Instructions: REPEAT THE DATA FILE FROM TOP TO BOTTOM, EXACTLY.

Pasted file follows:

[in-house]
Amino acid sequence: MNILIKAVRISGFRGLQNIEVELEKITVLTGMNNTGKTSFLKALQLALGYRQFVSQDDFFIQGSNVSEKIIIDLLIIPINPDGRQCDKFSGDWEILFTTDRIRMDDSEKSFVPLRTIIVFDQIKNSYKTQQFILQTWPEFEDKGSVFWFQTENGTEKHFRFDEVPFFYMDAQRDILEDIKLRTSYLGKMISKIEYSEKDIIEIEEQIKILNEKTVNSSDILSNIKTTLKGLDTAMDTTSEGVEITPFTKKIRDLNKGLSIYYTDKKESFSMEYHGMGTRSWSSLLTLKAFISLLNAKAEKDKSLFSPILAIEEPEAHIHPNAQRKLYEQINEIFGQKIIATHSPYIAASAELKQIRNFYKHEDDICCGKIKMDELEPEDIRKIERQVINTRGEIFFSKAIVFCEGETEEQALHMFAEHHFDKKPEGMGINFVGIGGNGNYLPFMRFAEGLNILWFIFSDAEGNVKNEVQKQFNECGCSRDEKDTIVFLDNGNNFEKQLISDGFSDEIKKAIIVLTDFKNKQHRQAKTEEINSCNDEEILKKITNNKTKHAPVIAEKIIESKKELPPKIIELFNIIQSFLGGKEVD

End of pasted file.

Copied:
[in-house]
Amino acid sequence: MNILIKAVRISGFRGLQNIEVELEKITVLTGMNNTGKTSFLKALQLALGYRQFVSQDDFFIQGSNVSEKIIIDLLIIPINPDGRQCDKFSGDWEILFTTDRIRMDDSEKSFVPLRTIIVFDQIKNSYKTQQFILQTWPEFEDKGSVFWFQTENGTEKHFRFDEVPFFYMDAQRDILEDIKLRTSYLGKMISKIEYSEKDIIEIEEQIKILNEKTVNSSDILSNIKTTLKGLDTAMDTTSEGVEITPFTKKIRDLNKGLSIYYTDKKESFSMEYHGMGTRSWSSLLTLKAFISLLNAKAEKDKSLFSPILAIEEPEAHIHPNAQRKLYEQINEIFGQKIIATHSPYIAASAELKQIRNFYKHEDDICCGKIKMDELEPEDIRKIERQVINTRGEIFFSKAIVFCEGETEEQALHMFAEHHFDKKPEGMGINFVGIGGNGNYLPFMRFAEGLNILWFIFSDAEGNVKNEVQKQFNECGCSRDEKDTIVFLDNGNNFEKQLISDGFSDEIKKAIIVLTDFKNKQHRQAKTEEINSCNDEEILKKITNNKTKHAPVIAEKIIESKKELPPKIIELFNIIQSFLGGKEVD